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Are essential oils sustainable?

Are essential oils sustainable?

Let’s be clear. This blog is not going to look at safety of essential oils (EOs) except to say, the world seems pretty messed up about “safety” and EOs.

I recently saw a study issued by “doctors”, saying that lavender oil was causing a physical reaction. When I looked at the products examined by the medical doctors (who clearly don’t know much about cosmetic ingredients) they all listed “fragrance” in the INCI list. It is safe to assume they had assessed synthetic lavender fragrance. Probably not a single bit of actual EO in any of the products. So, I don’t have a lot of trust in that sort of random and misleading “study”.

We all know now that fragrances have a plethora of irritating ingredients. Let’s place blame appropriately.

Sustainability, on the other hand, is easier to look at. In general, essential oils are very sustainable.

Different Essential Oils & the Impact

First up, citrus oils. These are made from the peels of citrus used for juice, so may be considered “upcycled” products. If you think about how much juice is made in the world, the idea of wasting all the peels is appalling. The peel accounts for 40 to 50% of the total weight of the fruit so to “harvest” the oil out of that waste material is very sustainable.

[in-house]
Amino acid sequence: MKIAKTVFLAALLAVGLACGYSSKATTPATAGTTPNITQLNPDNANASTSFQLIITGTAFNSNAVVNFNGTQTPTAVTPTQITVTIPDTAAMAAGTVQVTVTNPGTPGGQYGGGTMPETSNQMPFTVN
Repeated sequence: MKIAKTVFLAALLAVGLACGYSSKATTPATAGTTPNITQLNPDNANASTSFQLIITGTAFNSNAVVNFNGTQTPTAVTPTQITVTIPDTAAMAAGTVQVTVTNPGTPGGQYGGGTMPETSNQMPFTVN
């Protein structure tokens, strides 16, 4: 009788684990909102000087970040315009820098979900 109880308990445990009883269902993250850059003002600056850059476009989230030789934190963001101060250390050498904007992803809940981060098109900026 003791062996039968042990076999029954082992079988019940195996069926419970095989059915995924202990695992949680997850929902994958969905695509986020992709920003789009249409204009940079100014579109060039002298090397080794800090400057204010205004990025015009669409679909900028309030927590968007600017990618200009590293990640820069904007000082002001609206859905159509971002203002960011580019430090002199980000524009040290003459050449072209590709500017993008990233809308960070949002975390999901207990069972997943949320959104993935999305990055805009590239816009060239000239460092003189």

Then we have eucalyptus oils, which are gathered in small villages in Africa, Asia and Australia as a supplemental source of income. Eucalyptus, often an invasive species, is found all over the world and can be harvested for their leaves without harm to the tree. Local groups can then easily distill the leaves and collect essential oils of different eucalyptus varietals. Fir and pine oils are similar in their wild availability.

Herbs like lavender, thyme, helichrysum, mint, sage varieties, and rose, to name a very small number of plants, all grow in mountainous, arid environments. These are not places where people grow much food. There are no fields, no irrigation issues. These are just plants that have evolved and so thrive in these types of growing conditions. Another positive – communities that live in these types of areas benefit greatly from harvesting and selling these types of oils.

Finally, (but by no means the limit of this subject) consider the rain forests. These environments harbor unknown botanicals that can be carefully wild crafted and provide revenue to indigenous communities around the globe.

I could get more into depth but you can find a lot of that info on the United Nations site. This is a link to one such article – in this case it is about an herbalist who extracts medicinal herbs but…the plant sources are the issue here in regards to sustainability.

People who rail against botanically derived materials are overlooking millennia of knowledge and herbal practices.

The world is a big place. Google (and travel) allows us to open our minds.

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